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EtherCAT Networked Solution that can add hundreds of I/Os

ACS Motion Control, an international manufacturer of advanced multi-axis motion and machine controllers, has developed a unique real-time networking technology based on the EtherCAT protocol that connects multiple MC4U units to increase the fully coordinated machine control axis count from eight to 32.

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Designated the MC4Unt, this network is a fully integrated system that controls up to 32 fully synchronized axes of motion, including a wide range of amplifiers and corresponding power supplies (100-10,000W; 24-560Vdc) with the ability to add hundreds of I/Os. Axes controlled by the MC4Unt system are fully synchronized to a single 20kHz sampling and servo update rate with a maximum synchronization dither of 100 nanoseconds.

The capabilities of the MC4Unt system can also be expanded using the ACS SPiiPlus UDMnt single/dual axis network Universal Drive Module, the SPiiPlus PDMnt four axis network Pulse/Direction Interface Module and the SPiiPlus IOMnt Input Output Module for adding nodes of additional axes and I/Os.

Unlike other EtherCAT network control approaches, the MC4Unt allows the user to integrate several axes (up to 8) into single network nodes, improving performance and reducing cost. In the MC4Unt networked system, one MC4U unit acts as a master and controls all the axes including those of the slave MC4Us, other network drives, and EtherCAT nodes. The host computer only communicates with the master unit and the master MC4U internal SPiiPlus motion controller generates the motion profile for all the axes. The SPiiPlus MMI with all its monitoring, programming and setup capabilities is used to support all the axes of the network.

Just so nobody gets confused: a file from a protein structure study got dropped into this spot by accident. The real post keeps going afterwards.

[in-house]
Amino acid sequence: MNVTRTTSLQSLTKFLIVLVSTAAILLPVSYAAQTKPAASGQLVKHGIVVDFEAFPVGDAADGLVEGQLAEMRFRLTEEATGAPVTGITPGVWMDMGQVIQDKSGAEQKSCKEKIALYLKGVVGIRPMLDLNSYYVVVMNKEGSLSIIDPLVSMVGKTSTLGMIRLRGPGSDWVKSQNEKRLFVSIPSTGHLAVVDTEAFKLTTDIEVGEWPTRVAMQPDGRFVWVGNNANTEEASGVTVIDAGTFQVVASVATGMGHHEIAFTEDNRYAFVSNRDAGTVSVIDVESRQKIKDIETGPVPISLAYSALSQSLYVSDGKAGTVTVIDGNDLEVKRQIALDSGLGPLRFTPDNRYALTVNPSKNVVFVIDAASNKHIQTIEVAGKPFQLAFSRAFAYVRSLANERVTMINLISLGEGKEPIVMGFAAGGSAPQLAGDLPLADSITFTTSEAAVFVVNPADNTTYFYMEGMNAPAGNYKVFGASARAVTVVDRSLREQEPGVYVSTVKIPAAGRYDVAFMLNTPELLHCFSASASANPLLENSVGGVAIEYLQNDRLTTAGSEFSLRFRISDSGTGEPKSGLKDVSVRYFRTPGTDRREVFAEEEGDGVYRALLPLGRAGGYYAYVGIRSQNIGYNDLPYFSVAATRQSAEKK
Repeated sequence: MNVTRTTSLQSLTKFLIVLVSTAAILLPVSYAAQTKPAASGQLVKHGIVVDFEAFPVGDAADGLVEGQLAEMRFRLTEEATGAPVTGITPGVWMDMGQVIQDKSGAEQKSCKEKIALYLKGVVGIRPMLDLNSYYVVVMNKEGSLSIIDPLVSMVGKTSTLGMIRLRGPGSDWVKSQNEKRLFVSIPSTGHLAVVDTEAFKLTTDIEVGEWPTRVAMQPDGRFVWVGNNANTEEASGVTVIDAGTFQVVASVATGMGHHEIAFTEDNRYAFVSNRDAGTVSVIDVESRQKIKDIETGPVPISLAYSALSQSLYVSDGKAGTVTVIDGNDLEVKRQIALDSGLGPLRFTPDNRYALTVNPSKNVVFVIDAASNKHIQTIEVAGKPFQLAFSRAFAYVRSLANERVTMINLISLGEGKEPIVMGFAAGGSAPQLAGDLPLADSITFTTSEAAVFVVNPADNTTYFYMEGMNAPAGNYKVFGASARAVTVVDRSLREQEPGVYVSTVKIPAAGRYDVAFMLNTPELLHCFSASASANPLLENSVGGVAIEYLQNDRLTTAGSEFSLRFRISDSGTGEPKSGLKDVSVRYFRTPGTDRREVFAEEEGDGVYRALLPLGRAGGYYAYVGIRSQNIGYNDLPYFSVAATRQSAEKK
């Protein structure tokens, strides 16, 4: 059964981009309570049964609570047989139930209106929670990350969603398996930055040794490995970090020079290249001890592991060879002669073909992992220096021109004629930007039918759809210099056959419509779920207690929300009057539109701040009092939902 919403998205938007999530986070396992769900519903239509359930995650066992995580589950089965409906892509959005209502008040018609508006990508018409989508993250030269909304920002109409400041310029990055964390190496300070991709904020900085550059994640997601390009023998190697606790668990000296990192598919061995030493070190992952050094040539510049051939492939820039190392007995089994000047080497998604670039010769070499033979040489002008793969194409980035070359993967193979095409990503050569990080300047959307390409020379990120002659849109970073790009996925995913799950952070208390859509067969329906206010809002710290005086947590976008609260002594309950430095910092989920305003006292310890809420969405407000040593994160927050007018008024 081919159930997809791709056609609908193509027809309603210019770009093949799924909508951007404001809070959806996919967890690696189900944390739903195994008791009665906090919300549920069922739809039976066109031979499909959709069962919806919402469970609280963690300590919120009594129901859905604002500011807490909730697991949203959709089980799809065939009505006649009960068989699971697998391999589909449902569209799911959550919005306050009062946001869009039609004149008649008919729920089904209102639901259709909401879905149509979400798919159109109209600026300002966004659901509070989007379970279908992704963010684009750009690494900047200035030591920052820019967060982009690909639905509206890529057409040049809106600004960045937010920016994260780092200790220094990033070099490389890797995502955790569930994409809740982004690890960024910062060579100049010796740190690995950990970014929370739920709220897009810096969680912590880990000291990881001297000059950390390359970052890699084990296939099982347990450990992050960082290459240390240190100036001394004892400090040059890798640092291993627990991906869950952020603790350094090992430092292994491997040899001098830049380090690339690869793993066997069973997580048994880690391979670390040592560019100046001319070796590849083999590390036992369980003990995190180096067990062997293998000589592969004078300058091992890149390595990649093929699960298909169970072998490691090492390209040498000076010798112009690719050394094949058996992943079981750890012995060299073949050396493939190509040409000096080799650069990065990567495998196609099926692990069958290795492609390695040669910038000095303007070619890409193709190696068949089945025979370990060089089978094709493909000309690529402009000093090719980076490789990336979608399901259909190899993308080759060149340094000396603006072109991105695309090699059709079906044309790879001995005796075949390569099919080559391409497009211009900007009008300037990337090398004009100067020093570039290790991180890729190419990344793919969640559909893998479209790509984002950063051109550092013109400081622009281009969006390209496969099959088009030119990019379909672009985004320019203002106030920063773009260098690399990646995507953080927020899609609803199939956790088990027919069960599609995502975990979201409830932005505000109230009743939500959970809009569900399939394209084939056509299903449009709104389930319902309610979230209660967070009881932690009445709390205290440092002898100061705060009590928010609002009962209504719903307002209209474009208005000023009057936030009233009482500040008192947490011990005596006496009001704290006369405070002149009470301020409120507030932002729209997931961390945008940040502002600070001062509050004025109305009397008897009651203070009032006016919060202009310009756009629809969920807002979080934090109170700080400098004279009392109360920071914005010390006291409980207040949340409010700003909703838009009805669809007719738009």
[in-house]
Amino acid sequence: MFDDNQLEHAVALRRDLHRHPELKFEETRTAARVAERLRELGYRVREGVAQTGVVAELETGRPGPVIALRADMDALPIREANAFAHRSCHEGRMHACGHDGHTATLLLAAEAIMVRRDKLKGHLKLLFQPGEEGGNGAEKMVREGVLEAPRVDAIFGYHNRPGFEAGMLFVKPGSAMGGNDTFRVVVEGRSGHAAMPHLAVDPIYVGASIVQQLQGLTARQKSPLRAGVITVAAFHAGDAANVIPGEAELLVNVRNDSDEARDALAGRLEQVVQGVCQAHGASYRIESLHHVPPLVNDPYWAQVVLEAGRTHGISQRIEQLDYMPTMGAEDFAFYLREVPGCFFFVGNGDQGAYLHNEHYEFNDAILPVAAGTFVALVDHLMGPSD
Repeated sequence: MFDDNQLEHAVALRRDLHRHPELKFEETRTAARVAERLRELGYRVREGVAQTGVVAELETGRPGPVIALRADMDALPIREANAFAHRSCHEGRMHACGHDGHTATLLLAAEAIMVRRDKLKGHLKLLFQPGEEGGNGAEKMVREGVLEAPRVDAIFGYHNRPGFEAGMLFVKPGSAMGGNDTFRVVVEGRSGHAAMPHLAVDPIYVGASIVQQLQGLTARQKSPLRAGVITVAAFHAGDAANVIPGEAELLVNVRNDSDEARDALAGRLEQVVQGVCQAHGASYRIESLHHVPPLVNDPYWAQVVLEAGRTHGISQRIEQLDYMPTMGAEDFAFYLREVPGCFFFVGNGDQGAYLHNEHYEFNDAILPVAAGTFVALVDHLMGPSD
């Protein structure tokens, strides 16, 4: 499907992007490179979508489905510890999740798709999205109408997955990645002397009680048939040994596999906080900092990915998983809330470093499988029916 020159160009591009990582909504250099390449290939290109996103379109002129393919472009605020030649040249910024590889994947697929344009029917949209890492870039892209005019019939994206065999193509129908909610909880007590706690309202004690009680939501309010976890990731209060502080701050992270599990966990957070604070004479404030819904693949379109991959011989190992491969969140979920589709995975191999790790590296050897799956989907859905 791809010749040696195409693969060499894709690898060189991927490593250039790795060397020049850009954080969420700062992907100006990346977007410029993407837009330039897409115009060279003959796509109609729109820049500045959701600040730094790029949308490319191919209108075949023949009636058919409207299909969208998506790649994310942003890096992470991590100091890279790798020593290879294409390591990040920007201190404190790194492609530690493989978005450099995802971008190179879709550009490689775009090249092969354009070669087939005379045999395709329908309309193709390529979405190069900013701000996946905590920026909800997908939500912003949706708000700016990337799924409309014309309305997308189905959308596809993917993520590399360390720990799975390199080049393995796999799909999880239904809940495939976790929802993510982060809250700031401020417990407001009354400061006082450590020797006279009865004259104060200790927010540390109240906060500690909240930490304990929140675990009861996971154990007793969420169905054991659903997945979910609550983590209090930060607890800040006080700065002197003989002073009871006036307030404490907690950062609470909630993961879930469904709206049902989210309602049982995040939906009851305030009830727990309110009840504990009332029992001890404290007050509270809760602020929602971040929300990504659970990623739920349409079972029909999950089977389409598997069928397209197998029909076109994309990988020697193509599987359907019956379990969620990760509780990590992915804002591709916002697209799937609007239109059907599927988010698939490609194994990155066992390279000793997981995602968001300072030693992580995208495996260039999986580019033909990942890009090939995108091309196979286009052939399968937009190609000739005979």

"Our new real-time MC4Unt networked motion control system is optimized for complex machine control and supports high density of axes with superior performance by coordinating up to 32 axes of motion with one master controller," said Jason Goerges, sales and support manger at ACS Motion Control. "Compare this to a typical network based control solution that requires costly intelligence at the controller for motion programs, profile generation and user interfacing as well as at each drive node for servo loops, commutation, additional user interfacing. In addition, drive nodes on other networks do not generally have real-time access to servo information of one another, severely limiting multi-axis performance in the most demanding applications."

The MC4Unt network system also enables the most advanced servo algorithms such as true gantry with decoupling of center of gravity and yaw, Cartesian cross axis compensation, and adaptive multi-axis control, which often requires access to servo data of multiple axes instantaneously.

ACS’ dedicated motion programming language (ACSPL+) that runs on the MC4Unt controllers provides a simple environment for users to program motion. Some of the standard motions available include 3rd order vector point to point moves (one to eight axis), multi-dimensional geometric shapes, electronic multi-axis camming, non-Cartesian kinematic structures (hexapod, delta robots, SCARA robots), complex multidimensional paths and splines, multi-axis master/slave and much more. In addition, ACS’ standard software package features a full 32-axis motion controller simulator that allows users to develop application code and a host front end, all from the PC without hardware.

Applications involving demanding requirements for multi-axis motion coordination and servo control, as well as high speed PLC functionality can benefit from the integrated MC4Unt network system. Some applications where the MC4Unt can successfully improve performance and throughput include large format gantry inspection systems (flat panel display, solar, Inkjet, Web handling), small to large scale imaging machines (nuclear, magnetic, interferometric, and ultrasonic), semiconductor and PCB assembly (printed circuit boards, wire-bonding, wire-EDM, pick and place robots), biomedical laboratory stations (DNA handling/sequencing, surface patterning, molecular printing) and general industrial automation (load-cell testers, food packaging, document sorters, etc.)

For more information visit ACS at

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